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  6.  9
    Introduction to the Special Issue, ‘The Biosemiotics of Waste’.Yogi Hale Hendlin - 2024 - Biosemiotics 17 (1):1-10.
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  7.  10
    Semiocide as Negation: Review of Michael Marder’s Dump Philosophy. [REVIEW]Yogi Hale Hendlin - 2024 - Biosemiotics 17 (1):233-255.
    This review admires Michael Marder’s inquiry as a parallel for which biosemiotics can find points of conceptual resonance, even as methodological differences remain. By looking at the dump of ungrounded semiosis – the semiotics of dislocating referents from objects, and its effects – we can better do the work of applying biosemiotics not just towards the wonders of living relations, but also to the manifold ways in which industrial civilization is haphazardly yet systematically destroying the possibility for spontaneous yet contextualized (...)
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  8.  18
    Signs of Life and Death: The Semiotic Self-Destruction of the Biosphere.Alf Hornborg - 2024 - Biosemiotics 17 (1):11-26.
    This article applies some conceptual tools from semiotics to better understand the disastrous impacts of the world economy on global ecology. It traces the accelerating production of material disorder and waste to the logic of the money sign, as economic production processes simultaneously increase exchange-values and entropy. The exchange of indexical and iconic signs is essential to the dynamics of ecological systems and the proliferation of biological diversity. The human species has added a third kind of sign, the symbol, and (...)
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  9.  22
    Living and Experiencing: Response to Commentaries.Eva Jablonka & Simona Ginsburg - 2024 - Biosemiotics 17 (1):111-130.
    In our target article, “Learning and the evolution of conscious agents” we outlined an evolutionary approach to consciousness, arguing that the evolution of a form of open-ended, representational, and generative learning (unlimited associative learning, UAL) drove the evolution of consciousness. Our view highlights the dynamics and functions of consciousness, delineates its taxonomic distribution and suggests a framework for exploring its developmental and evolutionary modifications. The approach we offer resonates with biosemioticians’ views, but as the responses to our target article show, (...)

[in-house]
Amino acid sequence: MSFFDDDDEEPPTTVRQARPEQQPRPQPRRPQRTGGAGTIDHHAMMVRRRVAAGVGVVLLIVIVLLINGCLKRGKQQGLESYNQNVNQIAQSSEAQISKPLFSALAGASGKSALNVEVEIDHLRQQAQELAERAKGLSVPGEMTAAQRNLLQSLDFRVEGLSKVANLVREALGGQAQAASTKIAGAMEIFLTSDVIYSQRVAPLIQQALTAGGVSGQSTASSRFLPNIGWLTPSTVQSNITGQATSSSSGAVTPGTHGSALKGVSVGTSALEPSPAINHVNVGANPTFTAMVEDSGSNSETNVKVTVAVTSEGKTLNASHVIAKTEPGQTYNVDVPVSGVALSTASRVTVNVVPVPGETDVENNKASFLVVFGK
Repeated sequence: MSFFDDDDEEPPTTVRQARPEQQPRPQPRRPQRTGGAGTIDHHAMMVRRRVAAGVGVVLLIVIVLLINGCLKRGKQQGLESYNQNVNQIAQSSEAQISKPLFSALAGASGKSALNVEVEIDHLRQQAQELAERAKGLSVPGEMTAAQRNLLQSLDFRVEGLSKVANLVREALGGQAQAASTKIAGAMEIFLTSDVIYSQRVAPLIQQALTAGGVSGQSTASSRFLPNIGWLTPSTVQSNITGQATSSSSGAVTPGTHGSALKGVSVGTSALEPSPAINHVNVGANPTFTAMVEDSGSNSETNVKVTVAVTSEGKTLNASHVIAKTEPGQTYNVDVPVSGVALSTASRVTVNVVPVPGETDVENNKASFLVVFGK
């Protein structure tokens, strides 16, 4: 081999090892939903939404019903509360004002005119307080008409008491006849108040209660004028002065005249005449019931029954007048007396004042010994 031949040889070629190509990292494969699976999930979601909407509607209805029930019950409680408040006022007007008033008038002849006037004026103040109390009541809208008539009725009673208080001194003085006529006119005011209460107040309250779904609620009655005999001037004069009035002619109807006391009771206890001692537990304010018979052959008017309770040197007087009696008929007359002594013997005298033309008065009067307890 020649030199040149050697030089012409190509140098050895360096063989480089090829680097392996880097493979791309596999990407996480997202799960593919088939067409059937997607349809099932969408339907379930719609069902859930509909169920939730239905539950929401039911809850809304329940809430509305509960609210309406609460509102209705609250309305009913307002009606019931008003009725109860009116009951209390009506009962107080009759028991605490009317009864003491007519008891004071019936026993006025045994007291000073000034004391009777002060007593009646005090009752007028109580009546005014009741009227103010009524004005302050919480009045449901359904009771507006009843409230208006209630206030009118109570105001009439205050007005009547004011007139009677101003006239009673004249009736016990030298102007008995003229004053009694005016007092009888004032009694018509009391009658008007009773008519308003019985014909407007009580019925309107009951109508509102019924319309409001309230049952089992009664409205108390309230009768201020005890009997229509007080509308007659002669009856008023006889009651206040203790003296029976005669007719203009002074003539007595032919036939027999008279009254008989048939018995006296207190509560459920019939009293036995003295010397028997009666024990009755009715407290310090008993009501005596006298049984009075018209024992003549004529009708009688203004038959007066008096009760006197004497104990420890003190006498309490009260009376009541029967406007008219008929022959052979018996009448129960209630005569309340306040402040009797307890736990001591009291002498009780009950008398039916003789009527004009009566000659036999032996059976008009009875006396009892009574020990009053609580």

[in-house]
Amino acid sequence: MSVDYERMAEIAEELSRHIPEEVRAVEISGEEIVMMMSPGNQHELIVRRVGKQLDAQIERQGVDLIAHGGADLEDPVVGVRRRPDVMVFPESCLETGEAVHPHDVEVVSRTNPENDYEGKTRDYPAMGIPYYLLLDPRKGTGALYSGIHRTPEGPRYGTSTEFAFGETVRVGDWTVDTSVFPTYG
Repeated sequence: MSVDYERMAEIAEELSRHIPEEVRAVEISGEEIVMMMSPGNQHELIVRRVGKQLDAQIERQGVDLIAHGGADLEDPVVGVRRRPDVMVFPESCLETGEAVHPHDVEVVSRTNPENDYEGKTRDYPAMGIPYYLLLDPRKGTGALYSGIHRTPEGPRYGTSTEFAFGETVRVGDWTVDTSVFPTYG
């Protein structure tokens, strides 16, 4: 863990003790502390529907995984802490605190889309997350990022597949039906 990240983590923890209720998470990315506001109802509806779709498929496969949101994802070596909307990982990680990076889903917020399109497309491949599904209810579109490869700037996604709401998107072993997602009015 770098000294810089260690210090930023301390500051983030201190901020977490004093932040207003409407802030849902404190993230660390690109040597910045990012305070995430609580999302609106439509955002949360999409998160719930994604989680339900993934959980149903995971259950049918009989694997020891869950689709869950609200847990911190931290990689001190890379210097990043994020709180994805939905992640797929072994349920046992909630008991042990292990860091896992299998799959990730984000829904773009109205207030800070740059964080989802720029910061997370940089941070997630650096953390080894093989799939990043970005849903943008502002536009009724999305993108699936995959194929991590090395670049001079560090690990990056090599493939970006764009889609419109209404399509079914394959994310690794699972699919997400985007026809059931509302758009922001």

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  10.  20
    Navigating the Evolvability Landscape — Essay Review of Hansen T.F., Houle, D., Pavlicev, M., & Pelabon, C. (Eds.). (2023). Evolvability: A Unifying Concept in Evolutionary Biology? MIT Press. [REVIEW]David Chun Yin Li - 2024 - Biosemiotics 17 (1):257-263.
    This article reviews the edited volume “Evolvability: A Unifying Concept in Evolutionary Biology?” through biological and philosophical lenses. The book provides diverse angles on evolvability, which is affected by various hierarchical levels, timescales, and types of variation, thus moving beyond a purely genomics perspective. Evolvability is important to biosemiotics because understanding the dynamics of topological genotype spaces could help one better comprehend the phenotypic spaces of meaning, as developmental codes and interrelations can influence the emergence of biological novelty over time. (...)
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  11.  24
    Modes of Bonding and Morphogenesis. Deleuze, Ruyer, and the Rearticulation of Life and Nonlife.Francesco Pugliaro - 2024 - Biosemiotics 17 (1):161-184.